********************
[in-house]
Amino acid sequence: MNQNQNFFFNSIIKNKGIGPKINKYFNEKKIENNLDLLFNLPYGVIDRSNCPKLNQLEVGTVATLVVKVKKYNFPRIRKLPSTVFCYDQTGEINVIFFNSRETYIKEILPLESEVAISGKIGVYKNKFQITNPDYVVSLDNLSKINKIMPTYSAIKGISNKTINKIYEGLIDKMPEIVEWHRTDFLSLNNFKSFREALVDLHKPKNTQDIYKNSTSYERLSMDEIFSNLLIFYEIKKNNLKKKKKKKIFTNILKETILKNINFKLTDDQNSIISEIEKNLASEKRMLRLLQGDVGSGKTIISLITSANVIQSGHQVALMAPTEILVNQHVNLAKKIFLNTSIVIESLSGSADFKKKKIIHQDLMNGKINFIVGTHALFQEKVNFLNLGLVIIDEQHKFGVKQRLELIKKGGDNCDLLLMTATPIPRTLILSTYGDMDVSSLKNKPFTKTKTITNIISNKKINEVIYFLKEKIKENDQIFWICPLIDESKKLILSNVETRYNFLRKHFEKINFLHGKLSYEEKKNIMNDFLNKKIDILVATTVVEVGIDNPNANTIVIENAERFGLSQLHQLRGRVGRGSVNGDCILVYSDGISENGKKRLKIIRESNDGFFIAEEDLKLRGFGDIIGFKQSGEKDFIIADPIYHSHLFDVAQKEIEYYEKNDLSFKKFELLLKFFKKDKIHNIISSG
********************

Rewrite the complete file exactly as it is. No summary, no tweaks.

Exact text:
[in-house]
Amino acid sequence: MNQNQNFFFNSIIKNKGIGPKINKYFNEKKIENNLDLLFNLPYGVIDRSNCPKLNQLEVGTVATLVVKVKKYNFPRIRKLPSTVFCYDQTGEINVIFFNSRETYIKEILPLESEVAISGKIGVYKNKFQITNPDYVVSLDNLSKINKIMPTYSAIKGISNKTINKIYEGLIDKMPEIVEWHRTDFLSLNNFKSFREALVDLHKPKNTQDIYKNSTSYERLSMDEIFSNLLIFYEIKKNNLKKKKKKKIFTNILKETILKNINFKLTDDQNSIISEIEKNLASEKRMLRLLQGDVGSGKTIISLITSANVIQSGHQVALMAPTEILVNQHVNLAKKIFLNTSIVIESLSGSADFKKKKIIHQDLMNGKINFIVGTHALFQEKVNFLNLGLVIIDEQHKFGVKQRLELIKKGGDNCDLLLMTATPIPRTLILSTYGDMDVSSLKNKPFTKTKTITNIISNKKINEVIYFLKEKIKENDQIFWICPLIDESKKLILSNVETRYNFLRKHFEKINFLHGKLSYEEKKNIMNDFLNKKIDILVATTVVEVGIDNPNANTIVIENAERFGLSQLHQLRGRVGRGSVNGDCILVYSDGISENGKKRLKIIRESNDGFFIAEEDLKLRGFGDIIGFKQSGEKDFIIADPIYHSHLFDVAQKEIEYYEKNDLSFKKFELLLKFFKKDKIHNIISSG